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Author Topic: First winter - hive differences  (Read 586 times)
Rex
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« on: December 24, 2008, 01:47:33 PM »

This is my first winter with my two hives.  Hive 1 was always lagging a bit behind Hive 2 and seemed to have troubles in the summer with egg production to the point where I thought the hive might collapse so I took steps to move brood frames from Hive 2 (which was always a strong hive -- lots of brood and supplies, even got about 20 lbs of honey at the summer's end) to support the population.

Now winter has set in, temperatures down to the low 30s F at night, up to 45-50 F in the daytime.  Hive 1 is still pretty active when the sun is out and I've seen bees carrying loads of pollen into the hive.  Hive 2 is looking dead.  There are dead bees on the doorstep and very few bees moving in or out.  I pound a couple times on Hive 1 and bees come out to defend against me, Hive 2 shows no reaction.  I cleared the dead bees off the doorstep of Hive 2 and more dead bees appear the next day so its not completely inactive.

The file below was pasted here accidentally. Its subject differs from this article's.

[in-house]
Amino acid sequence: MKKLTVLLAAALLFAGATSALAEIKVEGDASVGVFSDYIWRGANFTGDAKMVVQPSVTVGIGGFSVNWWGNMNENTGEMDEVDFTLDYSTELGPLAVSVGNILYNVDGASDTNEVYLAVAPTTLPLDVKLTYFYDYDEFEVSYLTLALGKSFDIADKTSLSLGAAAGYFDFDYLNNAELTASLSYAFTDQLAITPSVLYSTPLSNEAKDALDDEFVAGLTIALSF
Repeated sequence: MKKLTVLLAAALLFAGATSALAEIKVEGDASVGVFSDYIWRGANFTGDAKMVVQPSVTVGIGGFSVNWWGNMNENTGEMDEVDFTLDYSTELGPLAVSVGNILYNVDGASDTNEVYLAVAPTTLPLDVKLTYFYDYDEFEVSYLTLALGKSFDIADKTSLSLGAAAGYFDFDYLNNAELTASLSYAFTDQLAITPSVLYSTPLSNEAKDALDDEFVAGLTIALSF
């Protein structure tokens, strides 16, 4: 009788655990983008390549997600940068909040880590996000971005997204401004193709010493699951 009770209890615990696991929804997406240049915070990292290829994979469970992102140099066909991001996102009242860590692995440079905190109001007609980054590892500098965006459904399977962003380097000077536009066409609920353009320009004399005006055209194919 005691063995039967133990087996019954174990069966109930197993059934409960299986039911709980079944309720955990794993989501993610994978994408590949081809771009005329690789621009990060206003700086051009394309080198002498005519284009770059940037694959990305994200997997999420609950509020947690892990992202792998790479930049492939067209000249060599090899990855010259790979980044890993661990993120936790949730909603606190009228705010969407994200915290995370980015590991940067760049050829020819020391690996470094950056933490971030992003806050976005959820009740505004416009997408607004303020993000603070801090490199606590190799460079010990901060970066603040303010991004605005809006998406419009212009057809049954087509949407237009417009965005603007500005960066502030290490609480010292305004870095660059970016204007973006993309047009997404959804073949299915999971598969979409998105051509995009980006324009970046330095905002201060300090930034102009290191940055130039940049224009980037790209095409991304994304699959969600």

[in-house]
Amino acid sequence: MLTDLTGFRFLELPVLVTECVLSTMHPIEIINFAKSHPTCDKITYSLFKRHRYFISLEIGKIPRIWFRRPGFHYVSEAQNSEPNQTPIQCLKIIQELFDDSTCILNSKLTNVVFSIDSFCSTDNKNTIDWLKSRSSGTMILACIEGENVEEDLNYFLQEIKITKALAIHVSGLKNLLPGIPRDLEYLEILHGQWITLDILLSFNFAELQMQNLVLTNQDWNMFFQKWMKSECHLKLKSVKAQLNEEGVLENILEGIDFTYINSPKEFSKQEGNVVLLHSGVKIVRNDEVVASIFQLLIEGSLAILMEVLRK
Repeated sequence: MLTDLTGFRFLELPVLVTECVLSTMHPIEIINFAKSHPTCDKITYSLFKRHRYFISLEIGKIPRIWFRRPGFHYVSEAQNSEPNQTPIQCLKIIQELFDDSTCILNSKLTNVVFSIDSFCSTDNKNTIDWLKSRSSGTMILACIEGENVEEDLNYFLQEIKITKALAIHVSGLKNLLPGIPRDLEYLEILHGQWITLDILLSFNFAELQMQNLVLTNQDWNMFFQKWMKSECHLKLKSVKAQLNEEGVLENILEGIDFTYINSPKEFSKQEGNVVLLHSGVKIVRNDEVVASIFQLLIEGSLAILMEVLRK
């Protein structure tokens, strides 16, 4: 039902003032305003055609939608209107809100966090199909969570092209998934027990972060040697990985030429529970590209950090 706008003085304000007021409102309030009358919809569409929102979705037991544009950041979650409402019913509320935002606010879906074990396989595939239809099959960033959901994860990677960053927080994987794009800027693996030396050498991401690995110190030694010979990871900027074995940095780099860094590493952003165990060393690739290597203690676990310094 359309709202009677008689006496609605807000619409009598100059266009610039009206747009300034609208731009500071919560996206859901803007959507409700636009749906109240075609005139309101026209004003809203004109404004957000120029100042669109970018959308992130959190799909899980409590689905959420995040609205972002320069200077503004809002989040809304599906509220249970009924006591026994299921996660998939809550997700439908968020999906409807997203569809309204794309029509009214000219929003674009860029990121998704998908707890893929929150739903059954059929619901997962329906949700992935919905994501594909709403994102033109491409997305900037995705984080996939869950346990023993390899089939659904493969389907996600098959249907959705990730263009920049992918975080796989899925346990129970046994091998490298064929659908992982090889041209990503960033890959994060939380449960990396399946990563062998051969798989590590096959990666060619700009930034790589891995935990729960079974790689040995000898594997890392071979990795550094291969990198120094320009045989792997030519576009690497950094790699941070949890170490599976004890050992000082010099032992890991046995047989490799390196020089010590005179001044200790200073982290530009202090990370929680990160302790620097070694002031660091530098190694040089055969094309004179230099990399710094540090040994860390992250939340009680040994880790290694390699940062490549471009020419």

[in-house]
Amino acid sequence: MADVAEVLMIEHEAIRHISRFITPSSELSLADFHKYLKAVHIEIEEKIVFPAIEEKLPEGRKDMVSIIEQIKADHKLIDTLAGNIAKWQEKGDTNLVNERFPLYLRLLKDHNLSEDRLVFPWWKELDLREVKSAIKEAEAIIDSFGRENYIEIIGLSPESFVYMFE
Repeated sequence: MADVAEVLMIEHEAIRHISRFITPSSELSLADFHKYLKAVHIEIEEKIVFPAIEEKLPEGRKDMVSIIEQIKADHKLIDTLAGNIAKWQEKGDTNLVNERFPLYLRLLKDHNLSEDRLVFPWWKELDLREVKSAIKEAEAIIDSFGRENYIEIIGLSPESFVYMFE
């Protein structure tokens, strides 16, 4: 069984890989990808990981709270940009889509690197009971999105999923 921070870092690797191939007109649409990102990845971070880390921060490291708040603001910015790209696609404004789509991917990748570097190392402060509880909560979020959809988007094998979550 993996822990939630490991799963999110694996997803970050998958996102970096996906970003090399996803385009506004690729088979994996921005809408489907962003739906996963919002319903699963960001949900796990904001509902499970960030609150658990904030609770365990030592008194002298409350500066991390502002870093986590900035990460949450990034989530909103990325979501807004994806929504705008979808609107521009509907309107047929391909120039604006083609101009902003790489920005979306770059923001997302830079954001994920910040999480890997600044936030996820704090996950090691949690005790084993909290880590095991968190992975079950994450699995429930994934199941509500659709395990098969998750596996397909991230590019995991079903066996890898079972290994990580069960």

As I said, this is my first winter and I'm quick to worry and I'm not sure if I should take action or not.  Should I open up Hive 2 on a sunny day to check on them, clean out the hive if the bees are all dead?  Should I just let it go and wait?

Any advice is appreciated.
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Brian D. Bray
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« Reply #1 on: December 24, 2008, 02:32:25 PM »

Dead bees are a common occurance during the winter.  the older bees left from summer die off and by spring only those bees hatched late in the fall or during the winter remain.  If your hive stuggled population wise and you stopped transfering frames of brood late in the summer, then it is possible that there is too small of quantity of late brood to sustain the hive through the entire winter.  Spring will tell the tale. 
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kathyp
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« Reply #2 on: December 24, 2008, 03:50:46 PM »

you have days in winter when your temps will be warm.  you can check for stores and health of hive.  wait until they are flying and do a check.  where i live, i will not open my hives for months.  you have a much milder temp for most of your winter.  the down side to that is that your bees will go through their stores if you don't keep an eye on things. 
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